I think part of what you’re worried about is that you’re anticipating a sudden and possibly extreme change; that your husband will go from someone who looks like a hug to someone entirely different. But the odds of that are unlikely at best. One of the truths about weight loss that we don’t like to talk about is that there’s ultimately only so much you can do without resorting to extreme measures… and the more extreme the change, the harder it is to maintain. The odds that your husband is going to go from big and lovably burly to shredded and skinny are minimal; what’s more likely is that he’s going to lose a certain amount of weight and plateau. He’ll look like himself, just a version that fits into smaller clothes. Depending on the way he’s working at losing weight, he may end up shifting the mass around — losing fat and putting on muscle instead — but he’ll still be pretty recognizably him.
And just as importantly is that, unless he turns to disordered eating or a crash diet, the change will be noticeable but gradual. The safest and most sustainable way to lose weight is to aim to lose approximately one to two pounds per week. While that adds up over time, it’s going to take a little time before it’s something you’ll see immediately. Your image of him is going to adjust and adapt because you’re there with him through it all. Just as you don’t notice the slow encroachment of time right away, so it’ll be with his weight loss. You’ll be able to tell that he’s lost some weight, but he’s not going to look night-and-day different until you compare before and after photos.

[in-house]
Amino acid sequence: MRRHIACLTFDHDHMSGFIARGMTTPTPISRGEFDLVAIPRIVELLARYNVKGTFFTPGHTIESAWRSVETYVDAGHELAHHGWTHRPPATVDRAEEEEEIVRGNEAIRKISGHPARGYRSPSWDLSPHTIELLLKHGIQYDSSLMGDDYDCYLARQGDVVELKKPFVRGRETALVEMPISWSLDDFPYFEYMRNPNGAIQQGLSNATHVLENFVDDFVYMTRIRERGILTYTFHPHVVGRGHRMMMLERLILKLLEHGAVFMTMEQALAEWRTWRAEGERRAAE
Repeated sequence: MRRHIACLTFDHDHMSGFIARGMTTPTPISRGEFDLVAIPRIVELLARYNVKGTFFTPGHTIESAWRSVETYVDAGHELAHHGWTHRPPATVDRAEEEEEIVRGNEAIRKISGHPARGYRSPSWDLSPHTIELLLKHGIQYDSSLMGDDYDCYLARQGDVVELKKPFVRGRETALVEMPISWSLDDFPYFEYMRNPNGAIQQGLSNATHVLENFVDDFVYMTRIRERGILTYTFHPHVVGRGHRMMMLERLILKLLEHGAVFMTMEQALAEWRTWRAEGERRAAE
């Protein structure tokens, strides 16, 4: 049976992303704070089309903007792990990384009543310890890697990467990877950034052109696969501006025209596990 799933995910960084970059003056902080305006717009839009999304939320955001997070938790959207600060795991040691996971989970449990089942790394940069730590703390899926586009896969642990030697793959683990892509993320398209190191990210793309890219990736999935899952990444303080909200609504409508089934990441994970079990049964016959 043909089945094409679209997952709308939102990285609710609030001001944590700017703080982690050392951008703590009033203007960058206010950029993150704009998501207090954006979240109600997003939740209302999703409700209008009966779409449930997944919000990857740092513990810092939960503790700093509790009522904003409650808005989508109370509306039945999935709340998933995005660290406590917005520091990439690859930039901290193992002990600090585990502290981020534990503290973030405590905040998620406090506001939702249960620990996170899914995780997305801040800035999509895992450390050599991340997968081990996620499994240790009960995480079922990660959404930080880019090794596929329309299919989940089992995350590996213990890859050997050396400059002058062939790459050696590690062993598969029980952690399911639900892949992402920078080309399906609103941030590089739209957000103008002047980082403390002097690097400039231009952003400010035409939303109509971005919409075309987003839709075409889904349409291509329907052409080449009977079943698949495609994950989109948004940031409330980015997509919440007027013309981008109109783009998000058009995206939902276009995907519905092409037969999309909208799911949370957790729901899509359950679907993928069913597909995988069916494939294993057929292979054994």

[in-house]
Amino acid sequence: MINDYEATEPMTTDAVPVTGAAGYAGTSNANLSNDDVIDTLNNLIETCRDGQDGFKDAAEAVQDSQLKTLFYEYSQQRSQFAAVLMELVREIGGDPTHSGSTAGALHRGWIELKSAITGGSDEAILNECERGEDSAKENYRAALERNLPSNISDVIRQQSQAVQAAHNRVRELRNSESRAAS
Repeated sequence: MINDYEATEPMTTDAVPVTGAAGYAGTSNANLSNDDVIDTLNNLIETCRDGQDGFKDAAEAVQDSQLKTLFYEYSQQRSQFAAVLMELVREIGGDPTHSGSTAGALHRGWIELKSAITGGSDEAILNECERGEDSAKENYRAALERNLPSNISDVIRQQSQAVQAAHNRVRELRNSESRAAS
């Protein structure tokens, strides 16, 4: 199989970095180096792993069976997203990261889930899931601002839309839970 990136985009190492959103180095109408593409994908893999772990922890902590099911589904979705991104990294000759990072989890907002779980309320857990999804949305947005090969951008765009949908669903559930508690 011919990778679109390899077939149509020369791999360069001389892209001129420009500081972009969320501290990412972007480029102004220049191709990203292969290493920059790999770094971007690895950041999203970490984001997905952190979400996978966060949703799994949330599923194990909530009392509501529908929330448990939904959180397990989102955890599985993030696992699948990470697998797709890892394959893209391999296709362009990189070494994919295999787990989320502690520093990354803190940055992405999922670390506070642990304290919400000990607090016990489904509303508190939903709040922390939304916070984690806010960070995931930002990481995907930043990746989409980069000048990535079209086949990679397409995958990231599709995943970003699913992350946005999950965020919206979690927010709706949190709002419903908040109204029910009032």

But like I said: it’s not just his weight that you love, it’s all of him — his smell, the timbre of his voice, the jokes he tells, the ways his eyes narrow when he concentrates. He may wear different sized clothes, but he’s still the same man. I think you’re going to find that your fears are just irrational anxieties, and the truth of the situation is that you’ll still love him just as much.
There’ll just be a little less of him, is all.
- standard disclaimer: there is no Friend Zone; there are only people who don’t want to sleep with you or date you [↩]